We were considering returning to Casey's until my husband came up with this idea. Yes, it's Media, but I don't think that parking was a problem Tues. We will have a separate room with doors & they can do a square table where we all face each other. Prices look to be similar to Spasso's.
Izzie, are you happy? ;-)
THIS IS THE WINNER & BOOK WE WILL READ FOR OCTOBER:
1) And the Mountains Echoed: A Novel by Khaled Hosseini
Publication Date: May 21, 2013
An unforgettable novel about finding a lost piece of yourself in someone
Khaled Hosseini, the #1 New York Times–bestselling author
of The Kite Runner and A Thousand Splendid Suns, has written a new
novel about how we love, how we take care of one another, and how the choices we make resonate through generations. In this tale revolving around not just
parents and children but brothers and sisters, cousins and caretakers, Hosseini
explores the many ways in which families nurture, wound, betray, honor, and
sacrifice for one another; and how often we are surprised by the actions of
those closest to us, at the times that matter most. Following its characters and
the ramifications of their lives and choices and loves around the globe—from
Kabul to Paris to San Francisco to the Greek island of Tinos—the story expands
gradually outward, becoming more emotionally complex and powerful with each
2) The Twelve Rooms of the Nile by Enid Shomer
Before she became the nineteenth century’s greatest heroine, before he had written a word of Madame Bovary, Florence Nightingale and Gustave Flaubert traveled down the Nile at the same time. In the imaginative leap taken by award-winning writer Enid Shomer’s The Twelve Rooms of the Nile, the two ignite a
passionate friendship marked by intelligence, humor, and a ravishing tenderness
that will alter both their destinies.
In 1850, Florence, daughter of a prominent English family, sets sail on the Nile chaperoned by longtime family friends and her maid, Trout. To her family’s chagrin—and in spite of her wealth, charm, and beauty—she is, at twenty-nine and of her own volition, well on her way to spinsterhood. Meanwhile, Gustave and his good friend Maxime Du Camp embark on an expedition to document the then largely unexplored monuments of ancient Egypt. Traumatized by the deaths of his father and sister, and plagued by mysterious seizures, Flaubert has dropped out of law school and writ-ten his first novel, an effort promptly deemed unpublishable by his closest friends. At twenty-eight, he is an unproven writer with a failing body.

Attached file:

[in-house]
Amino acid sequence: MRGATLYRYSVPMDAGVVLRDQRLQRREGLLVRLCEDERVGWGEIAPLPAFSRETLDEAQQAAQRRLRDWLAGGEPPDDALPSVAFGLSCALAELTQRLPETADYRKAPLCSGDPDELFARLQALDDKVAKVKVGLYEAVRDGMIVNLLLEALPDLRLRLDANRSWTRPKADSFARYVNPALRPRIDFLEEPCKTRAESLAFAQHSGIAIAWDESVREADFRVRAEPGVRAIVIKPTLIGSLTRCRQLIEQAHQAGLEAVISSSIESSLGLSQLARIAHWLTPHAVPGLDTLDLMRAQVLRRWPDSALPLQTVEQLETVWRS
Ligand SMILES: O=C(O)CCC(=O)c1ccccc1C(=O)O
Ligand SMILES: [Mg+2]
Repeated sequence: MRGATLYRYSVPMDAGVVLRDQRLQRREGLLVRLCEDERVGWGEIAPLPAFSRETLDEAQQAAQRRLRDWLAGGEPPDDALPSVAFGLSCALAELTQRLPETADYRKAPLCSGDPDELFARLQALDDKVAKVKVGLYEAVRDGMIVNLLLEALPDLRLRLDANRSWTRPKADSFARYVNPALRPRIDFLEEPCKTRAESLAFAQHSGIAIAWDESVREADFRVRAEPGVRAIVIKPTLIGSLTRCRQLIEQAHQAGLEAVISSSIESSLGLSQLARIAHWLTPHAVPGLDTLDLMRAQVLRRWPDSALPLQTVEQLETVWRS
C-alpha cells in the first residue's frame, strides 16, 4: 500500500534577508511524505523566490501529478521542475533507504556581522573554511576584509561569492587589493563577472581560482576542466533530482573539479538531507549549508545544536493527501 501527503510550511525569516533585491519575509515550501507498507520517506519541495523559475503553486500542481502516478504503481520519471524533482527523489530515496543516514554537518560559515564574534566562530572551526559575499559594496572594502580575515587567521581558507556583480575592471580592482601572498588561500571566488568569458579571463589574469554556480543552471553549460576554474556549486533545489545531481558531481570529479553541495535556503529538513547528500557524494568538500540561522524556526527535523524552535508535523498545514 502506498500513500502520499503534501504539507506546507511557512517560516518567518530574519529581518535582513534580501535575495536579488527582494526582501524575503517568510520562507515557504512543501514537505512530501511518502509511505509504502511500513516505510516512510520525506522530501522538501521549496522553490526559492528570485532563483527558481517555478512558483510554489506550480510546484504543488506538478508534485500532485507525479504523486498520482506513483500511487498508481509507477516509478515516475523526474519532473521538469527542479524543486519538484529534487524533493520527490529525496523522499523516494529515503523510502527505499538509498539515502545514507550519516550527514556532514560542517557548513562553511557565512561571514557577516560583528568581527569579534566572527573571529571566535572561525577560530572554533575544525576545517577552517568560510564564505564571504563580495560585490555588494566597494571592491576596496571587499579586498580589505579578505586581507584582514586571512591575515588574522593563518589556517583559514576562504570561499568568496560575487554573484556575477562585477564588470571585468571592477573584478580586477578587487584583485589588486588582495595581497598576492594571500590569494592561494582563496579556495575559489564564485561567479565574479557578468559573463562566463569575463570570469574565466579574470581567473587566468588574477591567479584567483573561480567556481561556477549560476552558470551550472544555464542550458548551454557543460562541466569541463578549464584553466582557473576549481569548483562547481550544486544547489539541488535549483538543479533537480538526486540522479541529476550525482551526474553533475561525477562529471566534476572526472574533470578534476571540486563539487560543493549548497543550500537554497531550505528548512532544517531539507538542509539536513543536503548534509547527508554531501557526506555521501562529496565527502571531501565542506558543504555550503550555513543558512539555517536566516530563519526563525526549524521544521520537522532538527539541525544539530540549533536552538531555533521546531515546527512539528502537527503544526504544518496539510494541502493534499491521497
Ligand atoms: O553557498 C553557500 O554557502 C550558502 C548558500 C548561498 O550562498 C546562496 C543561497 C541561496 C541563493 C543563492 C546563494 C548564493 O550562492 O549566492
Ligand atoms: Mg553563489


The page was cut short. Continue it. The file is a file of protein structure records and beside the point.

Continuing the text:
Florence is a woman with radical ideas about society and God, naive in the ways of men. Gustave is a notorious womanizer and patron of innumerable prostitutes. But both burn with unfulfilled ambition, and in the deft hands of Shomer, whose
writing The New York Times Book Review has praised as “beautifully cadenced, and surprising in its imaginative reach,” the unlikely soul mates come together to share their darkest torments and most fervent hopes. Brimming with adventure and the sparkling sensibilities of the two travelers, this mesmerizing novel offers a luminous combination of gorgeous prose and wild imagination, all of it colored by the opulent tapestry of mid-nineteenth-century Egypt.
3) The Vanishing Point Review by Mary Sharratt
This novel is set in the time of Colonial America. The novel is about sisters who are raised by their father. When Hannah goes to visit her sister May in America, she is told that May has died. Hannah feels that something has happened to her
sister and looks to find the truth. She looks for the truth of her death and for
the truth behind the life that her sister led. It is an intriguing story, which
also leads to Hannah understanding far more about her sister than she wanted to.
The book is extremely adult with romantic scenes that detail sexual acts, so
make sure to keep away from young eyes.